While doing some online searches for “wardrobe” – pieces that mix and match easily – I came across the services of Rockey.

“Impossible to be a fashion designer — that’s for everyone,” said Summerman, 51, of Westerville, Ohio. “I thought this would allow me to buy fewer pieces, and that way, I wouldn’t have to make a huge investment.”

It cost her $225 for the two-hour session, which also included a short makeup tutorial, but Summerman said it was worth it because it actually saved her money.

For example, when she was checking out her wardrobe after the session, she realized that there was an expensive sweater that she loved that she had never worn. Turns out the color wasn’t in season.

Also, she recently bought a gray jacket because it was on her color palette. (Customers receive a brochure with 36 of their favorite colors.)

She said that the whole experience improved her appearance.

“It underestimated how emotional he was for someone,” Summerman said. “You look and give your best and that makes anyone feel confident.”

As Krempley sat in a chair in front of a mirror and bay window, she became excited to learn what season Rockey had been wearing scarves, and to compare each color to the previous one.

Once Krempley decided it was ‘summer’, Rockey had her apply matching lipstick and then helped her discover her ‘wow’ hues – or shapes that can be worn from head to toe.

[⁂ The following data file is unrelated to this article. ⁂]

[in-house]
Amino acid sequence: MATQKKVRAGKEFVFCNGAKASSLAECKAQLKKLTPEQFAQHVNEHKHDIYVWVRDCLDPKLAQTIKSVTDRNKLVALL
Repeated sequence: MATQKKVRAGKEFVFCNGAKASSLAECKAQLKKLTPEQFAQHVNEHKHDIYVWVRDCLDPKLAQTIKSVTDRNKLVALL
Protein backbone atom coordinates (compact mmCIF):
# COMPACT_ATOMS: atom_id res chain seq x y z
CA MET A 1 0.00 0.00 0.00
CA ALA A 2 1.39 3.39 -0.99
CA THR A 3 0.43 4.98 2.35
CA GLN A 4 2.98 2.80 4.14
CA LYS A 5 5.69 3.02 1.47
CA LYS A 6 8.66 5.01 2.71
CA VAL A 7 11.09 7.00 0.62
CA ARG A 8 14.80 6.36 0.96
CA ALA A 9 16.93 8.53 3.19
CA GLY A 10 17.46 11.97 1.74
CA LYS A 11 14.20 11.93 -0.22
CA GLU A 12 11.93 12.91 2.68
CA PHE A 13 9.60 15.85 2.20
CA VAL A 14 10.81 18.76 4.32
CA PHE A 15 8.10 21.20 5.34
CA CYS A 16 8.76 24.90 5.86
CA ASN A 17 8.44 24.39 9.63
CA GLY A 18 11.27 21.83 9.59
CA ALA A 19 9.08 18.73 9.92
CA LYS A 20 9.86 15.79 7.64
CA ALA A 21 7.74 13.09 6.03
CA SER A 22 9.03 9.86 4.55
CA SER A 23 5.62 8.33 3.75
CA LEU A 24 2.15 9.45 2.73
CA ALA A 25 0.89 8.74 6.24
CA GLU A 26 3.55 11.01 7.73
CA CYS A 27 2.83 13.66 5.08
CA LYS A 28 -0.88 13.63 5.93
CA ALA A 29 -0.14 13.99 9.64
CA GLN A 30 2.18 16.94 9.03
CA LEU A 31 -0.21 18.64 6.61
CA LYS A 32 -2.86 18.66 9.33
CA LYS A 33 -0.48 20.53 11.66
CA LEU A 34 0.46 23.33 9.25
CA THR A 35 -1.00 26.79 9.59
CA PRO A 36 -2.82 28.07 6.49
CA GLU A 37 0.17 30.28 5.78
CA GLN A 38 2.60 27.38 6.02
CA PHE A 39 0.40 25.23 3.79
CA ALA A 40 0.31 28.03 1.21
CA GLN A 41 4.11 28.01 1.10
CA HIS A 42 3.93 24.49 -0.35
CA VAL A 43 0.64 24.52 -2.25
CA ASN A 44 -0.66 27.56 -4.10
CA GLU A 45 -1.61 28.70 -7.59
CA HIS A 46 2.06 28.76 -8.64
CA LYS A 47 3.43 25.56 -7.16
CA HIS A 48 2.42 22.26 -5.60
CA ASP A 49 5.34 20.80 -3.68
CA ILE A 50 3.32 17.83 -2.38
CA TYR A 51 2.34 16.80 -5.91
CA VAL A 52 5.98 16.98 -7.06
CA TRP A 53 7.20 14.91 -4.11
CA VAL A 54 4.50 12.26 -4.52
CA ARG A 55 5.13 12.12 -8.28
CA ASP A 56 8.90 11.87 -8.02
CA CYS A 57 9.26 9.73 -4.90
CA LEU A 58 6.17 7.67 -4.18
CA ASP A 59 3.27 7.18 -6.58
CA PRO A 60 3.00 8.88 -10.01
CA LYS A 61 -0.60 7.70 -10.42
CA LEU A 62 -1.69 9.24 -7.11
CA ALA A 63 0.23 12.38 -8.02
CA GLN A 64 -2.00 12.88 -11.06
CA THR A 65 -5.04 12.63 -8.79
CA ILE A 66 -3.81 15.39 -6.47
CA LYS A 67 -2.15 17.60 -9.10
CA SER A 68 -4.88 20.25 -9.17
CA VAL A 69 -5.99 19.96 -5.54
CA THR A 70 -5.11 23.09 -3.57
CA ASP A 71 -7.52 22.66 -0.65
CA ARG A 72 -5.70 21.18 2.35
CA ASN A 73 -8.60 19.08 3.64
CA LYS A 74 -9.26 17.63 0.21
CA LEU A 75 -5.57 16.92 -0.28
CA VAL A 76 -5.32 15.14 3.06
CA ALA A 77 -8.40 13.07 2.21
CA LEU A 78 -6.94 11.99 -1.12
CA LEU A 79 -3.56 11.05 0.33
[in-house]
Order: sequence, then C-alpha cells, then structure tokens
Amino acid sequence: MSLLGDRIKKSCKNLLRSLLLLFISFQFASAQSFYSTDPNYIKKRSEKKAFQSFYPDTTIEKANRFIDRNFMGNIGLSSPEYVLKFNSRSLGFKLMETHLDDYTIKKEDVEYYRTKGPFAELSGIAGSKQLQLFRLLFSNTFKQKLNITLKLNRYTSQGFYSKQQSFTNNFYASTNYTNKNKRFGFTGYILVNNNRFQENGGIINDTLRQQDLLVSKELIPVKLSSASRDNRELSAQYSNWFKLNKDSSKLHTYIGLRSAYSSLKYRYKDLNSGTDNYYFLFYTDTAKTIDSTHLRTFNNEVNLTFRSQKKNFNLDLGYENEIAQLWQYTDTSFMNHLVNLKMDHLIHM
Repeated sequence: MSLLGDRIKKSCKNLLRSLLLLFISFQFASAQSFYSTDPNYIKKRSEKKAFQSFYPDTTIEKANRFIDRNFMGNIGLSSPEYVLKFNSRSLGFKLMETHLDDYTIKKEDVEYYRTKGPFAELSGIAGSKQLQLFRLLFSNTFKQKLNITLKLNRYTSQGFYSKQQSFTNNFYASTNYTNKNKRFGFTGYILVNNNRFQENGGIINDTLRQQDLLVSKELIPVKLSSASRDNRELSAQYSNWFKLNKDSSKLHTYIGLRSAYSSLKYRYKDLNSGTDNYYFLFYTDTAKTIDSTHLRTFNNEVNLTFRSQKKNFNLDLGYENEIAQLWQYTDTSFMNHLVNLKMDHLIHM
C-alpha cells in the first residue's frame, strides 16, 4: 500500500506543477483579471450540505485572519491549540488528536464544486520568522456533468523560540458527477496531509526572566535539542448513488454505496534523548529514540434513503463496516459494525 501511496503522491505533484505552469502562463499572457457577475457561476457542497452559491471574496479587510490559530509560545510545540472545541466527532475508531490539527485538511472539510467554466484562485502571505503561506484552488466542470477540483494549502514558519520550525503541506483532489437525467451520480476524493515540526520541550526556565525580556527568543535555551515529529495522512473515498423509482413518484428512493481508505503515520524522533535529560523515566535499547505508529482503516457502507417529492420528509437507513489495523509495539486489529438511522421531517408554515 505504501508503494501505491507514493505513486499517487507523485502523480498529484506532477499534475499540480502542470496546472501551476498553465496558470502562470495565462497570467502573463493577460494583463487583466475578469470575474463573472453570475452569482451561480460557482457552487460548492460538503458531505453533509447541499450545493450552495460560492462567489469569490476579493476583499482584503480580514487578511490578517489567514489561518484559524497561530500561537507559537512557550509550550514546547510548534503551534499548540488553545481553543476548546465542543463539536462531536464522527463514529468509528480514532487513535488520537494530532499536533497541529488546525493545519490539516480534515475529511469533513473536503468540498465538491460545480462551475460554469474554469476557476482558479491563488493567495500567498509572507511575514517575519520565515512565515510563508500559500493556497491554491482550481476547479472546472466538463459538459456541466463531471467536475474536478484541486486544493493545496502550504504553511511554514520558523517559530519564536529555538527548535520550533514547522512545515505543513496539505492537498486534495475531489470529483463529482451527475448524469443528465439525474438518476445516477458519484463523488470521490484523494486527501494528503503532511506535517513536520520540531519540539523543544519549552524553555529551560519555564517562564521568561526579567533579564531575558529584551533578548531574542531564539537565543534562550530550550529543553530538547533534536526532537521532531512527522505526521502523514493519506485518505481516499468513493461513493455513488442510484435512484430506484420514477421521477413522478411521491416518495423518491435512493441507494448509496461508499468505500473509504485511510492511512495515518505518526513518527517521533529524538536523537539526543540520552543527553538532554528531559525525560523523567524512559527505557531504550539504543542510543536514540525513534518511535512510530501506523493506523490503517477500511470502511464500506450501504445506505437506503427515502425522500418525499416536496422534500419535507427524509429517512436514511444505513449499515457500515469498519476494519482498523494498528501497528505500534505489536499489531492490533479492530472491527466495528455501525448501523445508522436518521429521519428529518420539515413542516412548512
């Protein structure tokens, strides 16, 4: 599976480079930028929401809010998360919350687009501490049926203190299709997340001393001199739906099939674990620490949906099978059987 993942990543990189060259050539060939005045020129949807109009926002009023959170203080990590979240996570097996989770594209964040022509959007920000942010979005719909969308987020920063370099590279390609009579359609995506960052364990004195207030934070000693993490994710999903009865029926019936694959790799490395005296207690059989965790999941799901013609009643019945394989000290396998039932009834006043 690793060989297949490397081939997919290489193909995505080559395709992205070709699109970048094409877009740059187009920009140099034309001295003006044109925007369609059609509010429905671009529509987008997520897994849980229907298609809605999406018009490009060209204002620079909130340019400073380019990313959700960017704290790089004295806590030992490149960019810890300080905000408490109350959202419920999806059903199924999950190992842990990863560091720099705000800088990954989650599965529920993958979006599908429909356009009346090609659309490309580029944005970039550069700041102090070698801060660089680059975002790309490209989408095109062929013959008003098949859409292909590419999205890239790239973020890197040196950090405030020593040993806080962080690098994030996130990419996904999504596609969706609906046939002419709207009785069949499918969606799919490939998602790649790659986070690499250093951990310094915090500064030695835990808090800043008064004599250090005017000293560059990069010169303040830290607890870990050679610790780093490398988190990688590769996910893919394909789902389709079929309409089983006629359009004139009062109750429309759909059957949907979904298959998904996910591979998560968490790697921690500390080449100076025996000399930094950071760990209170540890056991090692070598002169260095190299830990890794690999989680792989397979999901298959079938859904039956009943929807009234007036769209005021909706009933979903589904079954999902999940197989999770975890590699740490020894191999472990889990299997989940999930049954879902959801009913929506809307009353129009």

During the analysis, Rockey also gave many interesting tips.

She said that everyone suits one season that never changes, and most people have a better neutral color than black, which technically only falls in winter.

Seasons can vary within the family while geographic regions often produce more one species than the other. Rocky said she sees most “summers” in Central Ohio but can have clients fit all four seasons in any given week.

And don’t worry. Buckeye Scarlet – a true red – falls right in the middle and looks good on everyone.

“This was more advanced than I ever thought it would be,” Krimpley said. “A lot of thought has been given to this process.”

She felt that a fun exercise would help her narrow down the choices when shopping and get out of her comfort zone.

Her mother, Nancy Sargent, said she is still trying to adjust to her “spring” classification, but finds it easier to arrange clothes based on her sheer, warm, and light palette.

And the small changes did not go unnoticed.

“People have realized that I wear brighter colors,” said the sergeant, wearing a red geranium jacket. “People will stop saying, ‘I love this coat,’ and instead say, ‘You look good in that coat.'” “

It takes about a year to fully integrate a season into one’s life, said Rocky, which could also mean checking jewelry and hair color. (The natural gray is one of their best hair colors.)

It doesn’t have to be an all-or-nothing show, and she definitely wouldn’t recommend ditching a bunch of clothes.

“If you have that favorite yellow jacket, put it on,” said Rocky. “Pair it with winter lipstick or surround yourself with those winter hues.”

Megan Rocky, left, a color consultant, consults with Ciara Krempley using House of Color principles at Rockey’s home in Powell, Ohio, on December 11, 2021. The House of Color uses warm and cool color curtains to find “seasonal” colors that complement a skin tone The person and the color of his eyes.

Megan Rocky shows how to use an individual’s color portfolio, filled with season-appropriate swatches, to determine if a plaid shirt coordinates well with favorite hues.